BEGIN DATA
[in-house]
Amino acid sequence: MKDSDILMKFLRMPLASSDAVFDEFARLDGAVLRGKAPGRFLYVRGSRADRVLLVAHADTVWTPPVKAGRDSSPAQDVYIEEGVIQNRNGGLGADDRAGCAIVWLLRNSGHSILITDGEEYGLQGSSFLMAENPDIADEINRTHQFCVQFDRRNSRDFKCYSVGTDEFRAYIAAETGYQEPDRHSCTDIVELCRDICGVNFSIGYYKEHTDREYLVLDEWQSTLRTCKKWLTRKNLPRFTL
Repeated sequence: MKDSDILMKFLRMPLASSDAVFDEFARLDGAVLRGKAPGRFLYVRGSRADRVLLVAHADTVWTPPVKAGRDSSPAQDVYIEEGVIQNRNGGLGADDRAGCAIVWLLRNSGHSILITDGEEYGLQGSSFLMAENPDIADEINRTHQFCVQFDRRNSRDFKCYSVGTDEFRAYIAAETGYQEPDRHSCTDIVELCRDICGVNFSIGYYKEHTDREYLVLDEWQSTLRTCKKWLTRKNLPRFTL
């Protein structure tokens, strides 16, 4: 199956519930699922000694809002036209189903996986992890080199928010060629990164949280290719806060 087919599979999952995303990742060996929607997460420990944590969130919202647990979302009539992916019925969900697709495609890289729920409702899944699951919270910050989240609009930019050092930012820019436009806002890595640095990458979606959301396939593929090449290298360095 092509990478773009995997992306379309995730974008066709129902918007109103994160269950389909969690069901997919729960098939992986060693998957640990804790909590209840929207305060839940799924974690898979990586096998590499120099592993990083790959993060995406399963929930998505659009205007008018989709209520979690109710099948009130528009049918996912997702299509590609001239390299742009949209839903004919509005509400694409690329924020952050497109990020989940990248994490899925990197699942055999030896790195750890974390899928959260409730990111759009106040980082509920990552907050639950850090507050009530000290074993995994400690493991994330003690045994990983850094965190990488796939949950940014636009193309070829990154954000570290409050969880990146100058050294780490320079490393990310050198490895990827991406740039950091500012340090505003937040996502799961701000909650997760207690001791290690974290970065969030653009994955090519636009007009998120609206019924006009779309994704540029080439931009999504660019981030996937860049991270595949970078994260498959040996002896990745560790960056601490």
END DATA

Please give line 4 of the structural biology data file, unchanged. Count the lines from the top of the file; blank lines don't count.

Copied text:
């Protein structure tokens, strides 16, 4: 199956519930699922000694809002036209189903996986992890080199928010060629990164949280290719806060 087919599979999952995303990742060996929607997460420990944590969130919202647990979302009539992916019925969900697709495609890289729920409702899944699951919270910050989240609009930019050092930012820019436009806002890595640095990458979606959301396939593929090449290298360095 092509990478773009995997992306379309995730974008066709129902918007109103994160269950389909969690069901997919729960098939992986060693998957640990804790909590209840929207305060839940799924974690898979990586096998590499120099592993990083790959993060995406399963929930998505659009205007008018989709209520979690109710099948009130528009049918996912997702299509590609001239390299742009949209839903004919509005509400694409690329924020952050497109990020989940990248994490899925990197699942055999030896790195750890974390899928959260409730990111759009106040980082509920990552907050639950850090507050009530000290074993995994400690493991994330003690045994990983850094965190990488796939949950940014636009193309070829990154954000570290409050969880990146100058050294780490320079490393990310050198490895990827991406740039950091500012340090505003937040996502799961701000909650997760207690001791290690974290970065969030653009994955090519636009007009998120609206019924006009779309994704540029080439931009999504660019981030996937860049991270595949970078994260498959040996002896990745560790960056601490």